The Ebola outbreak that began in the Democratic Republic of Congo in April was declared officially over on Tuesday in what appeared to be twin triumphs for a new vaccine and rapid response.
Just 33 people died, even though the outbreak reached Mbandaka, a river port city of over one million people. At one point, experts had feared the virus might spread throughout Central Africa.
Three years ago, an Ebola outbreak in West Africa cost more than 11,000 lives. Health agencies were slow to respond, and no vaccine was available until it was nearly over.
The last known case in Congo occurred in early June, and the World Health Organization declared the outbreak “largely contained” three weeks later. Declaring it officially over, however, required waiting 42 days — the length of two viral incubation periods.
Tedros Adhanom Ghebreyesus, the W.H.O.’s director-general, joined Dr. Oly Ilunga, Congo’s health minister, in making the announcement in the capital, Kinshasa. Dr. Tedros thanked “the tireless efforts of local teams, the support of partners, the generosity of donors and the effective leadership of the Ministry of Health” in Congo.
The W.H.O., which was harshly criticized for failing to react in 2015, moved quickly in early May as soon as a handful of hemorrhagic fever deaths in Congo were confirmed to have been caused by Ebola.
The organization released $2 million from its emergency fund and sent its first support team from Geneva.
More about the Congo outbreak
As of Tuesday, the agency had asked donors for $57 million to fight the outbreak, and donations to all entities involved in containing the outbreak amounted to $63 million, according to the United Nations Office for the Coordination of Humanitarian Affairs.
By contrast, stopping the 2014-2015 outbreak in West Africa cost donors more than $3.6 billion, according to the Centers for Disease Control and Prevention. In addition, the World Bank calculated that the three countries involved — Guinea, Sierra Leone and Liberia — lost a total of more than $2.2 billion in gross domestic product.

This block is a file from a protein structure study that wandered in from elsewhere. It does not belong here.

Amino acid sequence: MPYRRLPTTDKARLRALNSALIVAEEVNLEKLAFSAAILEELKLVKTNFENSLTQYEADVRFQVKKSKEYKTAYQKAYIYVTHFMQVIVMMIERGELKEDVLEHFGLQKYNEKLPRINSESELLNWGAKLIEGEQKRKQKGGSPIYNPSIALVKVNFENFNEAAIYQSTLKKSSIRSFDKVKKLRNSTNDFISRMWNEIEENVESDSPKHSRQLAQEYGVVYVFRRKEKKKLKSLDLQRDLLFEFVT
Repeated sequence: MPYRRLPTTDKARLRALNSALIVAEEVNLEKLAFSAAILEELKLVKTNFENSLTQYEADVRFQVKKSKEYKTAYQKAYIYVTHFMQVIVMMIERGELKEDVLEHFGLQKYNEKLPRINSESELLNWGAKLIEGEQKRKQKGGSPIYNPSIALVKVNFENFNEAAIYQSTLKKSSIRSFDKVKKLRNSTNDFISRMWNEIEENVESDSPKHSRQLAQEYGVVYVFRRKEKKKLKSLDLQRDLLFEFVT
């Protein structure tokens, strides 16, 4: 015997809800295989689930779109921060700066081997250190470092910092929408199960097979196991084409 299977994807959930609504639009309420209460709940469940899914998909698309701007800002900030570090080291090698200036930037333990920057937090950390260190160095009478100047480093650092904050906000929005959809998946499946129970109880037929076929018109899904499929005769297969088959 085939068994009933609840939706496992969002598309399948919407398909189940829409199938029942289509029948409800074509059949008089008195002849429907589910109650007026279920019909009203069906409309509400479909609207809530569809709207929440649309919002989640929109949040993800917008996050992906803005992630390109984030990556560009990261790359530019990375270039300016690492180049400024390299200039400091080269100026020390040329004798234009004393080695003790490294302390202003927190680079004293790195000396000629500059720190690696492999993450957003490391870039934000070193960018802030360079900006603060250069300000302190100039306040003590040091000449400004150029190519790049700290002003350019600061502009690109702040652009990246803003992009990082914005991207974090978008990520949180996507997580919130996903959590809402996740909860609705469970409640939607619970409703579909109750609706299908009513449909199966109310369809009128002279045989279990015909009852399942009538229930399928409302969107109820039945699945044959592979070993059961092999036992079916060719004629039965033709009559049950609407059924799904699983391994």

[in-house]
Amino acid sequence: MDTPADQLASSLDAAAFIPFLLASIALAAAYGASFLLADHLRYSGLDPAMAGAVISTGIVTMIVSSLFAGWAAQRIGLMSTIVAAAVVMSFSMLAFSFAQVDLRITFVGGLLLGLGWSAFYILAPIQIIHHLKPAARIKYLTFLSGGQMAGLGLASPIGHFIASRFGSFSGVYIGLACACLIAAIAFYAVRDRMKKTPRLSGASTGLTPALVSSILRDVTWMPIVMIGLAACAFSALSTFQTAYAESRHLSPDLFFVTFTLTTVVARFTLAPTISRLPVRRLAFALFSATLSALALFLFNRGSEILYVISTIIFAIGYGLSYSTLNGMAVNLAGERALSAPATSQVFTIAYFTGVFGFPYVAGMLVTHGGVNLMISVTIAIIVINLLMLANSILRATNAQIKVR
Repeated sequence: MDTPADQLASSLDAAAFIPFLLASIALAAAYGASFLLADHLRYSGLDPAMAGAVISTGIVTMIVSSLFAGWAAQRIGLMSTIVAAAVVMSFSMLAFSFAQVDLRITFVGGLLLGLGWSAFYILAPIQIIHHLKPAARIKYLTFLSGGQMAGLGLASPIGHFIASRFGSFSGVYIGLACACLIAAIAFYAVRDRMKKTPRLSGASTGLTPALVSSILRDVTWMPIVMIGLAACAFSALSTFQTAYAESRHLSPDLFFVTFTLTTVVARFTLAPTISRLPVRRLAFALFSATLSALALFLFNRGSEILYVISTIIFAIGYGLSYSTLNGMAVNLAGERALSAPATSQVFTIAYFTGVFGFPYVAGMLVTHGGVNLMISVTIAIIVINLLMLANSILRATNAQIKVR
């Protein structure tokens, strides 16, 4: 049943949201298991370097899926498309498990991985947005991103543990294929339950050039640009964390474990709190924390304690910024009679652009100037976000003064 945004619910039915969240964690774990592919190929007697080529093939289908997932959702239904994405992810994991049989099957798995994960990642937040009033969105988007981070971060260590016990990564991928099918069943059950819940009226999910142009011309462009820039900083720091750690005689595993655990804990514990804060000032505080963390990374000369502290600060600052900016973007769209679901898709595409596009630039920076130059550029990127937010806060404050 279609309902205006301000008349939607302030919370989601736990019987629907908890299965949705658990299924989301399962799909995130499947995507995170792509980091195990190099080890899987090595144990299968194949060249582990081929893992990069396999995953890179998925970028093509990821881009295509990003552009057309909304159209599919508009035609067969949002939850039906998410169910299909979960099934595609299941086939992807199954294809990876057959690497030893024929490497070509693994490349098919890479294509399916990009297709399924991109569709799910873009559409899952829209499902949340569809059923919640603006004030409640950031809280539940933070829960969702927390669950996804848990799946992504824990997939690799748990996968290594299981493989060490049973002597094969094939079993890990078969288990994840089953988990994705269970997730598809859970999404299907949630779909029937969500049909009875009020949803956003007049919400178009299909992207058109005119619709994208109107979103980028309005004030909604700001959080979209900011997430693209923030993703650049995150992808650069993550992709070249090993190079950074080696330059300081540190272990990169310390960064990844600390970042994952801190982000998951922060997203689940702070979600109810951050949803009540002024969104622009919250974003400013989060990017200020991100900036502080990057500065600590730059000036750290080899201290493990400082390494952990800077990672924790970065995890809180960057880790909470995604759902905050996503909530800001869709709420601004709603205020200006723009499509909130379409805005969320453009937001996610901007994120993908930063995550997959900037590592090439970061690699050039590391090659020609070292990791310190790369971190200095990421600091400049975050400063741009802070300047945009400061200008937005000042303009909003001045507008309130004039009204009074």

Even though Congo is familiar with Ebola — this was the country’s ninth outbreak since the disease first appeared in 1976 — more than 350 support personnel were deployed there. They included vaccinators from Guinea, where a novel Ebola vaccine was first field-tested.
The Congo outbreak marked the first in which an Ebola vaccine was readily available. In addition to giving injections to all front-line health care workers, experts used “ring vaccination” to protect all contacts of each person with the disease. More than 3,300 people were vaccinated.
The vaccine, made by Merck and known as rVSV-ZEBOV, must be kept at 80 degrees below 0 Celsius (-112 degrees Fahrenheit), so advanced freezers and storage containers had to be deployed to Mbandaka and to Bikoro, a market town closer to the outbreak’s epicenter.
The outbreak began in villages in the Ikoko-Impenge area, some of which were reachable only by motorbike or foot.
Four experimental treatments consisting of antiviral drugs or cloned antibodies were also made available, but the outbreak was contained before they could be used.
The rapid success against Ebola “should make the government and partners confident that other major outbreaks affecting the country, such as cholera and polio, can also be tackled,” Dr. Tedros said.